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Mexico's most notorious drug lord schools a naïve journalist as to the principles behind The Cartel's success.

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Cast

Cast overview, first billed only:
José Luis Franco ...
Angel Santana
...
Jules Land
Mauricio Islas ...
Santos
...
Dolores Santana
...
Vern
...
Pancho
...
Rojas
Rafael Oliveira ...
Ned Constantine
...
Officer Solana
...
Caronte (as Khotan)
...
Don Amilkar
...
Young Angel Santana
Humberto Elizondo ...
Pedro Santana
Tom Martino ...
Tom Donaldson
Eduardo Victoria ...
Carlitos
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Storyline

Based on Mexico's current criminal climate, EL CÁRTEL is a rare look into the values and practices of the world's most intriguing and enigmatic industry - the multi-billion dollar business of drug trafficking. When Jules Land, a naïve business journalist, approaches Mexico's most notorious drug cartel and requests an audience with its leader, a one-time-priest turned murderous cutthroat, he quickly realizes he's in over his head. Wanting only the chance to kick-start his struggling career, Jules goes from seeking to understand the principles behind The Cartel's success, to fighting to return home with his wits - and his life - intact. Written by Anonymous

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In Mexico, nothing goes as planned.

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Drama | Thriller

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Details

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Release Date:

12 May 2009 (USA)  »

Also Known As:

El cartel  »

Filming Locations:

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Box Office

Budget:

$400,000 (estimated)
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Company Credits

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Technical Specs

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Aspect Ratio:

2.35 : 1
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Did You Know?

Trivia

Much of the dialogue and philosophies of the film's antagonist, Santana, were based on research and interviews conducted by the script's writer while participating in the research and production of the New York Times bestseller, "Good to Great: Why Some Companies Make the Leap... and Others Don't" by Jim Collins. See more »

Soundtracks

No Nadie
Written by Edgard Jaude, Rafael Torres, Andres Ayrado
Performed by Andres Ayrado
Courtesy of 5 Alarm Music
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User Reviews

 
Cool Movie, Two Thumbs Up.
9 June 2009 | by (Los Angeles, California) – See all my reviews

EL CARTEL REVIEW by SAMPSON 411 While not perfect, El Cartel makes up for its flaws with ambition and quality. In short, "Cool Movie! Two thumbs up." 8.0/10 stars.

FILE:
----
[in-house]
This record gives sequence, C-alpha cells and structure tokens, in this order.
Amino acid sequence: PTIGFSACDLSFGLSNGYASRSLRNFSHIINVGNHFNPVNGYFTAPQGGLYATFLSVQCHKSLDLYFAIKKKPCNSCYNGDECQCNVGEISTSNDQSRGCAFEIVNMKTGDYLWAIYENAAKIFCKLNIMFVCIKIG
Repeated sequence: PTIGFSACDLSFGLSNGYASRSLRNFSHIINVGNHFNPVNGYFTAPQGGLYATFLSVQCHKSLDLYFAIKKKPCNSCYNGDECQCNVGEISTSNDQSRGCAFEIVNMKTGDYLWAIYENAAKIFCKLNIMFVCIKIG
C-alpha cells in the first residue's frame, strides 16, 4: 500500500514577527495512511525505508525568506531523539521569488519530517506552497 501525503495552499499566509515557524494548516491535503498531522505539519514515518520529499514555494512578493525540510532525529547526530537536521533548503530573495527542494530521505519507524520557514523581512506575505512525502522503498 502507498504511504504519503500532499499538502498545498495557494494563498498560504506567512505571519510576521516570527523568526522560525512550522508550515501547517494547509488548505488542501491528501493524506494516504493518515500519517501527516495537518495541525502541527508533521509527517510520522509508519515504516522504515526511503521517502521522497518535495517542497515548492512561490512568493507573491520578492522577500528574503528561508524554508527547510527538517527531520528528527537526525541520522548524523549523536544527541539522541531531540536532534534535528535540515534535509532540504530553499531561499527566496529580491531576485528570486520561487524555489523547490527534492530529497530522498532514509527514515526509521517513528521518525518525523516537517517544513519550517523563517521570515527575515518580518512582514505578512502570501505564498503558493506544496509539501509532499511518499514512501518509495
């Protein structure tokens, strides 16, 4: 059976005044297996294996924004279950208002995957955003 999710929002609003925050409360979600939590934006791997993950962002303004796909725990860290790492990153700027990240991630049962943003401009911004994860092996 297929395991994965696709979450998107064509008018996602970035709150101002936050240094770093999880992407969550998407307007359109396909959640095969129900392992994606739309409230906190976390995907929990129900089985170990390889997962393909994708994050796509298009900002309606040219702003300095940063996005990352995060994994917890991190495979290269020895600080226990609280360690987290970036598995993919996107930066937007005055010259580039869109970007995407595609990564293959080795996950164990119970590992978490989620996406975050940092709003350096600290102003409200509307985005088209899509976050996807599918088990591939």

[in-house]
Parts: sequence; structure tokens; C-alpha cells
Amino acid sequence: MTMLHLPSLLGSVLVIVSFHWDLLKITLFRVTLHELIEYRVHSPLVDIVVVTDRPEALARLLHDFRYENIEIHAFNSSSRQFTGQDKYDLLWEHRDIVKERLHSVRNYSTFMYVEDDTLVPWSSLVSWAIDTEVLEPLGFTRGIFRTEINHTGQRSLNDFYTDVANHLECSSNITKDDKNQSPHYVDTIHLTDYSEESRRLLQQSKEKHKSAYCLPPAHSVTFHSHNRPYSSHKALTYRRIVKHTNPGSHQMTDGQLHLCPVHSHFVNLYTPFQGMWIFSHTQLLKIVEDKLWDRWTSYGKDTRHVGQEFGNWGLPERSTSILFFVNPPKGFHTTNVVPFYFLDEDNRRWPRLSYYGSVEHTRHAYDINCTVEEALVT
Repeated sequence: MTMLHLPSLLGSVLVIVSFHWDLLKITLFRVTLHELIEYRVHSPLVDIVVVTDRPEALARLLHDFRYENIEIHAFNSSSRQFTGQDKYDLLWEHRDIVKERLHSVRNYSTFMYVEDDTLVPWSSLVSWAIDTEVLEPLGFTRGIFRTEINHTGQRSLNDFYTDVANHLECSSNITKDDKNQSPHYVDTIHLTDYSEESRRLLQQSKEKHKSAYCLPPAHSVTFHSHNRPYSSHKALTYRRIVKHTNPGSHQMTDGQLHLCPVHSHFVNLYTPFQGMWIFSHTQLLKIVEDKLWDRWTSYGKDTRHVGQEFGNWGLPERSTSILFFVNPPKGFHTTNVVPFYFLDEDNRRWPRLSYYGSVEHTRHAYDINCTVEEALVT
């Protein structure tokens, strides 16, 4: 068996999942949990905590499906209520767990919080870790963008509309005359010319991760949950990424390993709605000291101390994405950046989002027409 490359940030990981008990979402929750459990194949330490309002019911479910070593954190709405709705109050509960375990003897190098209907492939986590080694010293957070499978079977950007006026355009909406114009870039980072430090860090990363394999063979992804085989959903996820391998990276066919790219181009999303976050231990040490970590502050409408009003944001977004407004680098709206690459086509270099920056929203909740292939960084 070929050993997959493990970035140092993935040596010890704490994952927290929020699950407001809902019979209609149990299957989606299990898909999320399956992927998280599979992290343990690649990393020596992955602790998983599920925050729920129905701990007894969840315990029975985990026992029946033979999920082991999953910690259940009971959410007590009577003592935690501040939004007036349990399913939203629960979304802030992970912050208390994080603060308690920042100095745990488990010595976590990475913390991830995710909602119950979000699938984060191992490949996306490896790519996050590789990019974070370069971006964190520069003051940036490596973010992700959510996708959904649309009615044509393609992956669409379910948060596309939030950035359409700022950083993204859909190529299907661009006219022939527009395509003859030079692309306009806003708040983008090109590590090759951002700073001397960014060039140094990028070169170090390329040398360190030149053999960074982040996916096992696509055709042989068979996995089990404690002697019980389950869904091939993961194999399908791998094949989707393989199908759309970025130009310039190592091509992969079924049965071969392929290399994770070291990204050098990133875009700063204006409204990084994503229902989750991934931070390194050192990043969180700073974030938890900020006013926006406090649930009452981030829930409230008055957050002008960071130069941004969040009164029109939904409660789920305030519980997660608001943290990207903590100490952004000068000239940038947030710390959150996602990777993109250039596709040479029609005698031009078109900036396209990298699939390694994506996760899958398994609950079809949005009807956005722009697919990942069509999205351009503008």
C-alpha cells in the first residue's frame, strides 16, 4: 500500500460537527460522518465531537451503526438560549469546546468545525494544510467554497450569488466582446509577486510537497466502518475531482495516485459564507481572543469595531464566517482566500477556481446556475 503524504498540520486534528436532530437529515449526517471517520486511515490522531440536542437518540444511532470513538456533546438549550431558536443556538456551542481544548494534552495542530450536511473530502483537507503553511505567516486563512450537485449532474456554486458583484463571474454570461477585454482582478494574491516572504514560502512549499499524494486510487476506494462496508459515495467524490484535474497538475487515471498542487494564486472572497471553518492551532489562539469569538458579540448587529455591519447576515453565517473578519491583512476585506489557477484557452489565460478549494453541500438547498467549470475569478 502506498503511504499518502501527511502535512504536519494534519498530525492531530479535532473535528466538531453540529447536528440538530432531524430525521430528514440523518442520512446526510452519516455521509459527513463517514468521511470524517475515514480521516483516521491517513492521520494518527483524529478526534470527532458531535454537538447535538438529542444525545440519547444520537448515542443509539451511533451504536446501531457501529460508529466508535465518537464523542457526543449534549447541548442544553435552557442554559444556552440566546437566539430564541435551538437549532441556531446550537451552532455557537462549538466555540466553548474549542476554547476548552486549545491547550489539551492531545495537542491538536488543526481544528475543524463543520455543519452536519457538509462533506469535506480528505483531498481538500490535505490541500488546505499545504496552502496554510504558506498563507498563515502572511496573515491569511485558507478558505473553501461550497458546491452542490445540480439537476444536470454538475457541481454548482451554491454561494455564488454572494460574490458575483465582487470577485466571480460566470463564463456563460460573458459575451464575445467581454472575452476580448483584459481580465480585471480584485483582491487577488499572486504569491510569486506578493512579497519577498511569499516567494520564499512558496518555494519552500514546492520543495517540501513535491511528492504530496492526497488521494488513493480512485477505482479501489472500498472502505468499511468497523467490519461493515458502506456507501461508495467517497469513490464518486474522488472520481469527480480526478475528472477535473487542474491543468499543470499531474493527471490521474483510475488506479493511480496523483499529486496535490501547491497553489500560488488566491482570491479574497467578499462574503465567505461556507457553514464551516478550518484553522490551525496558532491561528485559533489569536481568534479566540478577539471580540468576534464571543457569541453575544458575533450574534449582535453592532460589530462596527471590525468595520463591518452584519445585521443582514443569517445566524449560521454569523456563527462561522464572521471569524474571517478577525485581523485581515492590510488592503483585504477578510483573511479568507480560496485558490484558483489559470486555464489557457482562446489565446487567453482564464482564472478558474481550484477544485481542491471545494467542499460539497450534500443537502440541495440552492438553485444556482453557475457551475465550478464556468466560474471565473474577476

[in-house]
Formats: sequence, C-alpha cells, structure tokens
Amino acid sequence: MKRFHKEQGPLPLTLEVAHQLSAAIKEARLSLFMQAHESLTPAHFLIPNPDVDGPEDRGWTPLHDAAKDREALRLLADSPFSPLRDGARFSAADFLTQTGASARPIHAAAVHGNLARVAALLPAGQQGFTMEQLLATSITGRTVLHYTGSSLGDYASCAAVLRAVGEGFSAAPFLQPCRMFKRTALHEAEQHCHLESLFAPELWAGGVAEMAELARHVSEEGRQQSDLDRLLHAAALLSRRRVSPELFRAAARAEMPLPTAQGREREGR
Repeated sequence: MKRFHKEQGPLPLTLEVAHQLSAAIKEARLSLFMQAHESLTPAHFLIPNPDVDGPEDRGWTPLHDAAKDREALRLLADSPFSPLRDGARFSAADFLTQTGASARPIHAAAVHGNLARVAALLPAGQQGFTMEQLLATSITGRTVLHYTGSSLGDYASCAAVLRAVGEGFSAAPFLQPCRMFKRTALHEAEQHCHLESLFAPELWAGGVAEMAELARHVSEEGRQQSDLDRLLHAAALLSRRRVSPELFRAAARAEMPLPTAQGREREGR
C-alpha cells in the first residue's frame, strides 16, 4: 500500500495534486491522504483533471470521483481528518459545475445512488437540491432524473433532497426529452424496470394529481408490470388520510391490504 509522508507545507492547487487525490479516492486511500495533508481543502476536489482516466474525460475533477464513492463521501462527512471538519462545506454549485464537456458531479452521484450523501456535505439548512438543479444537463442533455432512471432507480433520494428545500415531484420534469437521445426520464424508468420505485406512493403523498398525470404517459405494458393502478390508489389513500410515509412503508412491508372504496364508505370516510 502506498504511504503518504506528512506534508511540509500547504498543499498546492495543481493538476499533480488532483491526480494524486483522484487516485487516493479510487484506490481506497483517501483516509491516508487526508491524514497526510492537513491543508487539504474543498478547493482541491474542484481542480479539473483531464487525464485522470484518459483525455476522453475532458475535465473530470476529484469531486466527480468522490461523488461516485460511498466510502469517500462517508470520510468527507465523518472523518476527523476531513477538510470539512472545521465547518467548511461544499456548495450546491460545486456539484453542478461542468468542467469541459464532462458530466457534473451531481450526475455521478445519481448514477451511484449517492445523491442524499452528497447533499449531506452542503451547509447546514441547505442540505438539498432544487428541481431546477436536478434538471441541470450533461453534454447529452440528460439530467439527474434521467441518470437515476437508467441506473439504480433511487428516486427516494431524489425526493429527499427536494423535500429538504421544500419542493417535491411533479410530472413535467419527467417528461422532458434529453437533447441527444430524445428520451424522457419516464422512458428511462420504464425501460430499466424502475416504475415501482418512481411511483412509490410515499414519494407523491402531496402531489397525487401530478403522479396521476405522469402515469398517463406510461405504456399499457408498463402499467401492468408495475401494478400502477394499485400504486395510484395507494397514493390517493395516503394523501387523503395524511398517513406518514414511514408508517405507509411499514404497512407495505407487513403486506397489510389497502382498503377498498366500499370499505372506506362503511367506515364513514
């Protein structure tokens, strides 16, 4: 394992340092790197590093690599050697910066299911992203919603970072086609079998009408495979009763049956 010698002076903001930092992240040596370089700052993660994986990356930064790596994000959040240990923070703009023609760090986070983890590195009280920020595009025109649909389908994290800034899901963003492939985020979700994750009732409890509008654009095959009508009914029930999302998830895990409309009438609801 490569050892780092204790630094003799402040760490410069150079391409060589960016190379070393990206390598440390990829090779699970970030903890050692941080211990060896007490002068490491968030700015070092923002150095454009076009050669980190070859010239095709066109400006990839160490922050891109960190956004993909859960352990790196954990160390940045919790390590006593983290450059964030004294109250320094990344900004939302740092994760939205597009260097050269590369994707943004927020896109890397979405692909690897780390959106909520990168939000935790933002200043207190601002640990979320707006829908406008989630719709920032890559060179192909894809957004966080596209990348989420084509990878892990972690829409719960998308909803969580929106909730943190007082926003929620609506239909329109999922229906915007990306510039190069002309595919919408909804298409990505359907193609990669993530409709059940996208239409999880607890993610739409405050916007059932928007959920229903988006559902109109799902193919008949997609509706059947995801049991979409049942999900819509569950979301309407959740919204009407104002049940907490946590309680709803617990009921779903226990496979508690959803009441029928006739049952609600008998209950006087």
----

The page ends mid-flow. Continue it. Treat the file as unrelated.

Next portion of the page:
The story follows Jules Land, a mediocre journalist who follows a "once in a lifetime" story into the cartel-infested deserts of Mexico. Once across the border, he meets with Angel Santana, presumably Mexico's most notorious drug lord (and the antithesis of the swaggering, high-rolling, high-profile drug lords the likes of Pablo Escobar) and learns the inner workings of Santana's empire.

The Mexican actors definitely out-shine their gringo counterparts. The Hispanic actors, especially Santana (played by Jose Luis Franco) and Santos (Mauricio Islas), give great performances. The performance from the film's heroes, Jules (Freddy Douglas) and Vern (Howard Gibson), are less than commanding and both seem a bit "outgunned" by their Mexican co-stars. Fortunately, the mismatch in acting lends to the overall arch of the story (that of the bad guys completely being in control as they "school" the gringos about how the cartel does business).

The visual feel of the movie is clear and bright when necessary, but dark and gritty when called for. The locations and scenery are so impressive that, at moments, they seem to be part of the cast. The crew (particularly the location scouts, directors of photography, and lighting) gets accolades for coming through big time with the film's "look." A stellar grade is also awarded to the film's composer for his/her original score. It's not unheard of for a low budget independent to have GOOD original music, but it's rare (hint – please make a soundtrack).

El Cartel has it's own stylistic feel, and does something no other film has done. Each "chapter" of the film has a mini-lesson that is presented to the viewer as being one of Santana's rules of business. These rules are what has led Santana to his success in dominating the Latin American drug trade. The movie is "paced" by a countdown of these 13 business lessons, bringing the film to a head upon its conclusion as the "first" principle is finally understood by our hero, Jules. The idea works and is definitely cool (for example, some of Santana's business rules include, "Follow your passion" or "There's no such thing as a once in a lifetime opportunity").


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